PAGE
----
Challenges in best practices and governance within education
I had a very interesting and heated debate recently with a friend discussing education, edu-tech, best practices, governance, and the student/teacher relationship in education.
My good friend stated that “Best practices” is the worst practice. The idea that we should examine successful organisations and then imitate what they do if we also want to be successful is something that first took hold in the business world, but has now unfortunately spread to the field of education. If imitation were the path to excellence, art museums would be filled with paint-by-number works.
The fundamental flaw of a “best practices”-approach, as any student in a half-decent research-design course would know, is that it suffers from what is called “selection on the dependent variable.” If you only look at successful organisations, then you have no variation in the dependent variable: they all have good outcomes. When you look at the things that successful organizations are doing, you have no idea whether each one of those things caused the good outcomes, had no effect on success, or was actually an impediment that held organisations back from being even more successful. An appropriate research design would have variation in the dependent variable; some have good outcomes and some have bad ones. To identify factors that contribute to good outcomes, you would, at a minimum, want to see those factors more likely to be present where there was success and less so where there was not.
We discussed the subject for hours – with the thoughts in mind, I thought I would provide my observations from education in the UK to the problems and then to globalisation and best practices.
Students up and down the country are anxiously discovering their education results. For the majority, their future depends on the grades they achieve – their place at university, or possibly their first full-time job.
The fact is, every student needs a teacher or coach, every person in life needs a mentor:
Until recently, many teachers only got one word of feedback a year: “satisfactory.” And with no feedback, no coaching, there’s just no way to improve. Bill Gates suggests that even great teachers can get better with smart feedback – and lays out a program from his foundation to bring it to every classroom.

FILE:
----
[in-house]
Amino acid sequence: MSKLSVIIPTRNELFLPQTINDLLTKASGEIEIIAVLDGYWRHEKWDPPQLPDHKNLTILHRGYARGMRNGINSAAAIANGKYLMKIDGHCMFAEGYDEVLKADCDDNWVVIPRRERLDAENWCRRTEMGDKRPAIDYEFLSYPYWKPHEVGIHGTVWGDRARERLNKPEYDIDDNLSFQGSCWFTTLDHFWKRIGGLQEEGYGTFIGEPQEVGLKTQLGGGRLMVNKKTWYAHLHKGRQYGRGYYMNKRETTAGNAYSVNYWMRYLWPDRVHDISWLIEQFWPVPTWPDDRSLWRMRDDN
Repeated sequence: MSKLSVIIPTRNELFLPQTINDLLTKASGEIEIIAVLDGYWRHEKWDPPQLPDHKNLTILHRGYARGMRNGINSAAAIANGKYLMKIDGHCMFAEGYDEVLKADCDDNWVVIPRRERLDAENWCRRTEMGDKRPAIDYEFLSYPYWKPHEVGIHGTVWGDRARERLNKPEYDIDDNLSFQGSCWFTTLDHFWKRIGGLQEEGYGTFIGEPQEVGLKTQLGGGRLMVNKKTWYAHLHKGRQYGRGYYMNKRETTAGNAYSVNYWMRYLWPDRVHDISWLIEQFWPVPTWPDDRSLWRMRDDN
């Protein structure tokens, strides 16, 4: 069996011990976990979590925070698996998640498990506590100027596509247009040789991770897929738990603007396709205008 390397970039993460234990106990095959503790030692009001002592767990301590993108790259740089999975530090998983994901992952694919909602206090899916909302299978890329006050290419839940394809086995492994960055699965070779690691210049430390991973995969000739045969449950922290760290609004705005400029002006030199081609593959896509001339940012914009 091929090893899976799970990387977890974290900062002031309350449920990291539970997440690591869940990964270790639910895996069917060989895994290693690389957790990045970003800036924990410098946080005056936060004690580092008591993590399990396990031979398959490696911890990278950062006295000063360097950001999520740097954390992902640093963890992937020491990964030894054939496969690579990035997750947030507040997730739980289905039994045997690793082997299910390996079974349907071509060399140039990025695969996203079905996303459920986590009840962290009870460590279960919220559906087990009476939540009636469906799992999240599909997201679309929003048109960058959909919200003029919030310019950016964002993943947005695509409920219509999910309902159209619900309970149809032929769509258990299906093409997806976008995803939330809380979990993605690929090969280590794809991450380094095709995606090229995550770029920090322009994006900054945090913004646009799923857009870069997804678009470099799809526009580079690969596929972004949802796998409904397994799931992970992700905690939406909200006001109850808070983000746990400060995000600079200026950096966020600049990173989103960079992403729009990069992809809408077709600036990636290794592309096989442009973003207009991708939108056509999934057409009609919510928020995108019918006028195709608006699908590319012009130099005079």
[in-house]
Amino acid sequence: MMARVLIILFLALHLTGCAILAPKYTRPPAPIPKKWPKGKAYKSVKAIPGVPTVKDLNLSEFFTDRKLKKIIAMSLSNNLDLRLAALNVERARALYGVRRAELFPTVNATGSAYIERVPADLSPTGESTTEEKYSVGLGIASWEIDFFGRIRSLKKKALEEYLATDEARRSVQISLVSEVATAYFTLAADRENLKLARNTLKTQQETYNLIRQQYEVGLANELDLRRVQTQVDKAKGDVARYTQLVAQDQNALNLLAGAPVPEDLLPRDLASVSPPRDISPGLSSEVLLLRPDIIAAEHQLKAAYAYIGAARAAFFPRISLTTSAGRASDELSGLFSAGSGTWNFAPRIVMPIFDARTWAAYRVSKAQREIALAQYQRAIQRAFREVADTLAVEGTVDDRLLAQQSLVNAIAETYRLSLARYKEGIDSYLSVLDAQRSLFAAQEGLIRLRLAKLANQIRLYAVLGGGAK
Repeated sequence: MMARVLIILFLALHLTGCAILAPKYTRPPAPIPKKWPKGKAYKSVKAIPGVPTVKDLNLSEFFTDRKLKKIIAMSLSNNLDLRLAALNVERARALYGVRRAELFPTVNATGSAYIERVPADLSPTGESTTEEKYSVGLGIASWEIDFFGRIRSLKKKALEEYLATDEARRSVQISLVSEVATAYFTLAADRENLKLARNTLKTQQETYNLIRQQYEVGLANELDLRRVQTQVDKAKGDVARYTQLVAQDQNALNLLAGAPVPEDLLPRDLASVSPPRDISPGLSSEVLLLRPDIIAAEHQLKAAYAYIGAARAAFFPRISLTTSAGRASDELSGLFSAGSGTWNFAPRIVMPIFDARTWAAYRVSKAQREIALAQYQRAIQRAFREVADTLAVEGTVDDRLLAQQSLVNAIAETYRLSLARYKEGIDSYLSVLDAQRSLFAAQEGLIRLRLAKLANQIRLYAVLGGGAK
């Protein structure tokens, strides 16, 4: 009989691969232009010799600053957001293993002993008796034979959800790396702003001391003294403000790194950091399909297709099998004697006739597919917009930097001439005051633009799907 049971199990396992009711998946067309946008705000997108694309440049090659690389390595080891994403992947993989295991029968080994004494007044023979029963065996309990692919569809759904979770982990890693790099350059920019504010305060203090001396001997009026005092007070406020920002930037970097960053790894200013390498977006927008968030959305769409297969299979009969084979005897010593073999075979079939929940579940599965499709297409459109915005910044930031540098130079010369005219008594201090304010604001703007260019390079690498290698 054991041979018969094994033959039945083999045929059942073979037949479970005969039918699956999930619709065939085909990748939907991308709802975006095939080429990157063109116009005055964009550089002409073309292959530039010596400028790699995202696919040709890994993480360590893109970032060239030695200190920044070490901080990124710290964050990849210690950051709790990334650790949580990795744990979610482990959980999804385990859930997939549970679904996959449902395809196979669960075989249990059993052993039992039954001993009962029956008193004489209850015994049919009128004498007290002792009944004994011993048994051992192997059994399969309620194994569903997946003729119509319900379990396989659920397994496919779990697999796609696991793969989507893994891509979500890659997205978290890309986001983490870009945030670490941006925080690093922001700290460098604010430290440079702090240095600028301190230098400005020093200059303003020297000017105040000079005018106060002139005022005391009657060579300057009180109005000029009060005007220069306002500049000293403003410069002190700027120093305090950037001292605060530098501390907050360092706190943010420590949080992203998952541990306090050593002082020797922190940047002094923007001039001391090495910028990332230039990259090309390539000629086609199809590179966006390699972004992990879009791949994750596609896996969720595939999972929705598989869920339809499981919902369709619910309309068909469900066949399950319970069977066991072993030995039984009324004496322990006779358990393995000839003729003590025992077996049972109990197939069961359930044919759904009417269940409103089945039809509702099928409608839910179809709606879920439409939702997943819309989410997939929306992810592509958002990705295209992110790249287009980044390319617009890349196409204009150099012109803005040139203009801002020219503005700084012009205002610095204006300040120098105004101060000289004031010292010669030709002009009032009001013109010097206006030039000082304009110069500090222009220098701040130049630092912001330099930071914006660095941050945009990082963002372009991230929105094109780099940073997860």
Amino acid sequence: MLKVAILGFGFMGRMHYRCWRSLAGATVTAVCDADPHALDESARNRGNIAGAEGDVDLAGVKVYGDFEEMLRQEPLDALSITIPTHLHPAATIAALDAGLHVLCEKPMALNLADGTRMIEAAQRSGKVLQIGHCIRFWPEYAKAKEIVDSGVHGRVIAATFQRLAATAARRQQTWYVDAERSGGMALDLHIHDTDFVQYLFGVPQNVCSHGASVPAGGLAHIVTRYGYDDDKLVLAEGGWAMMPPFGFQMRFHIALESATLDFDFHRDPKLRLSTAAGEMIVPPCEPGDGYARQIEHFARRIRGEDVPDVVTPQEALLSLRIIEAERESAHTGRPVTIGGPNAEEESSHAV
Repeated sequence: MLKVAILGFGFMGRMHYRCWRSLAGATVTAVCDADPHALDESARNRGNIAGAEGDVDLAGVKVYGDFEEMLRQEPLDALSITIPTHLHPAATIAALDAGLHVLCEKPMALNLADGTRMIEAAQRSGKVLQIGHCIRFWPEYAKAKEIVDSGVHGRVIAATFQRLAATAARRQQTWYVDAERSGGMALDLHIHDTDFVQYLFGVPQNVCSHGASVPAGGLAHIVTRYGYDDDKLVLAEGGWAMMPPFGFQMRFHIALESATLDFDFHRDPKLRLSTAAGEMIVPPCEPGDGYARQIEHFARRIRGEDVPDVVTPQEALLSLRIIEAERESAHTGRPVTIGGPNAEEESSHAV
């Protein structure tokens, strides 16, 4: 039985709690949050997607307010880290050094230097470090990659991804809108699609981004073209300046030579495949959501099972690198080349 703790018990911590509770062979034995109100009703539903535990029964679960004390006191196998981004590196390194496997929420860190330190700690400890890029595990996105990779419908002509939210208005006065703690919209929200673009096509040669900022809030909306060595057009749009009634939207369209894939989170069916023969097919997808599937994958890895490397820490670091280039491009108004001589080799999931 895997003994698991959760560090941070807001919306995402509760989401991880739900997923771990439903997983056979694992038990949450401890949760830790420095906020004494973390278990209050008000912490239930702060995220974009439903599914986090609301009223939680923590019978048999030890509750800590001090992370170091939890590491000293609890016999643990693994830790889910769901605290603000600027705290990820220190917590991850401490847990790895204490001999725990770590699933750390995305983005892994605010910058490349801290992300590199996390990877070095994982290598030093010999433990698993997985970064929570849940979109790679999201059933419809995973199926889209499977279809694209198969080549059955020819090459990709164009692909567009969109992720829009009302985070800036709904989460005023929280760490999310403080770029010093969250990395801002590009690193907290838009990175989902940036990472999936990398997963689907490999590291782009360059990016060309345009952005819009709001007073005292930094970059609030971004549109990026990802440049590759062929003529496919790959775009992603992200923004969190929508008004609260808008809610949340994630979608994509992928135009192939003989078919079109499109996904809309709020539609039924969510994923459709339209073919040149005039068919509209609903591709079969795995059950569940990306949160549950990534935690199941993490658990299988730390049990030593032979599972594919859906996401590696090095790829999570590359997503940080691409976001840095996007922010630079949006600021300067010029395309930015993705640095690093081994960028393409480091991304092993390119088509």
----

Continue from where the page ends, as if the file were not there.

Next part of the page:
Some would have you believe students’ success depends solely on their individual grit, determination, and raw talent. Of course, these are important, but they don’t make up the whole picture. A student’s success also depends on things completely outside of their control: whether they have had to work to support their studies, whether they have had a quiet space to study alone, or how well-funded their college was.
Successive governments have neglected and underfunded these young people, and many of those receiving their results have witnessed this neglect first-hand. A friend of mine, at college in Hillsborough in Sheffield, was only taught for the first half of each lesson. For the second half, a teaching assistant would supervise silent study.
Education is a seamless web. Difficulties caused by a poor start in life cannot always be fully compensated for later on, and every stage of a person’s education will affect the next. Our education system today is more rigid than it used to be. It fails countless people for whom a good college course or university degree is just not possible in their late teens. The students who must care for relatives, or who must work to support their hard-up family while their friends and peers study hard, lose out severely under the current system. Funding for adult skills has been cut by 35 per cent over the past seven years, and the number of mature and part-time students has plummeted dramatically over the past ten.